Upcoming auctions: how to beat the Trump bull to the china shop
Urgency in Asian-related auction sales as US threatens ‘chilling’ sanctions
Donald Trump’s approach to diplomacy has been likened to a bull in a china shop. This has taken on new, more literal, meaning in recent weeks – the “china shop” in question now including auction rooms piled high with Ming dynasty porcelain. That’s because Trump’s latest salvo of threatened tariffs in his trade war with China covers paintings and drawings executed entirely by hand, original sculptures, and antiques more than 100 years old – in fact, any artwork that has originated in China. “That means American buyers could be required to pay 25% more for a Ming dynasty bowl sold by a British owner at an auction in New York, as well as for a painting by a young Beijing-based artist at a gallery in Hong Kong,” says Scott Reyburn in The New York Times.
Shot in the foot
American dealers are up in arms. They argue the sanctions will only end up hurting America, where the market in Chinese collectables is relatively small compared with mainland China. Last year $5.1bn of the $7.1bn-worth of sales of Chinese art and antiques came from the mainland, according to a report from art news website Artnet. “China will welcome [the sanctions on art],” James Lally, a New York-based art dealer, tells Artnet. “It’s a very harmful levy” that will isolate the United States as “the one place where it is 25% more expensive to bring in anything”.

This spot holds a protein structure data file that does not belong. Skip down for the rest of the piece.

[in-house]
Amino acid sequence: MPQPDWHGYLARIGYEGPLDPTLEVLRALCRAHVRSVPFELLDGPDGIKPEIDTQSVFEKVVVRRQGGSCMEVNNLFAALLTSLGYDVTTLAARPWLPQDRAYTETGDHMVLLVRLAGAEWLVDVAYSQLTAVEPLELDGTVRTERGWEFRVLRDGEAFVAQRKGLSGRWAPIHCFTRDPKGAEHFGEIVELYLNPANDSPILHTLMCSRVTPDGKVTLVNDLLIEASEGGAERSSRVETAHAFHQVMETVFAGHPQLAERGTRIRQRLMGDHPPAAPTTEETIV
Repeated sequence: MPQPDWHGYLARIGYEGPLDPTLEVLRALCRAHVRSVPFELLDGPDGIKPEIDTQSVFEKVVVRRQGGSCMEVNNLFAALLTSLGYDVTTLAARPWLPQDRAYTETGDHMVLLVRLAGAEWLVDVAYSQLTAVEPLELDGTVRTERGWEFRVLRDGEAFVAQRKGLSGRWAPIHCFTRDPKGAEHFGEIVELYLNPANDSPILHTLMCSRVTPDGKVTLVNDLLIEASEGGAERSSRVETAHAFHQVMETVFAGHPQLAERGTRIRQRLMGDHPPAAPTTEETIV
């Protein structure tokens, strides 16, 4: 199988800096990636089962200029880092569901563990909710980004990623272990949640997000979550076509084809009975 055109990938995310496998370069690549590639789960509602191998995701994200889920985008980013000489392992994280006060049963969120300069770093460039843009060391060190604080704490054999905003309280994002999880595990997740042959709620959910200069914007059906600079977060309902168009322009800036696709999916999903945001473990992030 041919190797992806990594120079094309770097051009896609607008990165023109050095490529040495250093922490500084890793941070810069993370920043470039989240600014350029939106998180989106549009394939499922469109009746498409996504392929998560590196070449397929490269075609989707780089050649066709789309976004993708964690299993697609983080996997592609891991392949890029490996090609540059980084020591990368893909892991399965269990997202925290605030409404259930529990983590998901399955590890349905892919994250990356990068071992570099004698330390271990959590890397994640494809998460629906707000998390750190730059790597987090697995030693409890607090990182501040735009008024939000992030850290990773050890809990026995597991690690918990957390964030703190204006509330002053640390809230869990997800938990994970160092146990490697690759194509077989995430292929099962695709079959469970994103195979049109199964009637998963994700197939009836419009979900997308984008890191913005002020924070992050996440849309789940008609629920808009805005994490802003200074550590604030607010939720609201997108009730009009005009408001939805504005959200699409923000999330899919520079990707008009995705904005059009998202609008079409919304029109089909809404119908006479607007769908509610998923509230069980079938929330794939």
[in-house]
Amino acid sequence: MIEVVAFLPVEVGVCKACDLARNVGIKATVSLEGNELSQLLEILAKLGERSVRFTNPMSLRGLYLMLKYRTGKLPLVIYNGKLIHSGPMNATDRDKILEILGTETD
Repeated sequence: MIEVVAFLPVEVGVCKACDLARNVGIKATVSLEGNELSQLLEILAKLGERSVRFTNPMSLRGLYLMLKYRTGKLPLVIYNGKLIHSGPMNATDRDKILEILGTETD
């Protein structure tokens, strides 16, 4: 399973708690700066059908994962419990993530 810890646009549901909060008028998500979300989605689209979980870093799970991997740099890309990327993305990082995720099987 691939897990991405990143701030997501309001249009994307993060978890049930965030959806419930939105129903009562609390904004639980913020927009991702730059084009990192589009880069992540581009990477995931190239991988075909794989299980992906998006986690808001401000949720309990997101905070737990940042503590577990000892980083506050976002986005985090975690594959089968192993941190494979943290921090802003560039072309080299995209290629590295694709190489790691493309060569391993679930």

So, while the deluge of Asian-related auction sales in New York over the next couple of weeks from the major auction houses doesn’t herald anything particularly out of the ordinary for this time of year, there may well be a renewed sense of urgency in the auction rooms themselves. After all, the sanctions, if they are enacted, “will have a chilling impact”, says Lally in The New York Times. “It will quickly reduce the market for Chinese art in America to a backwater.”
Auctions this autumn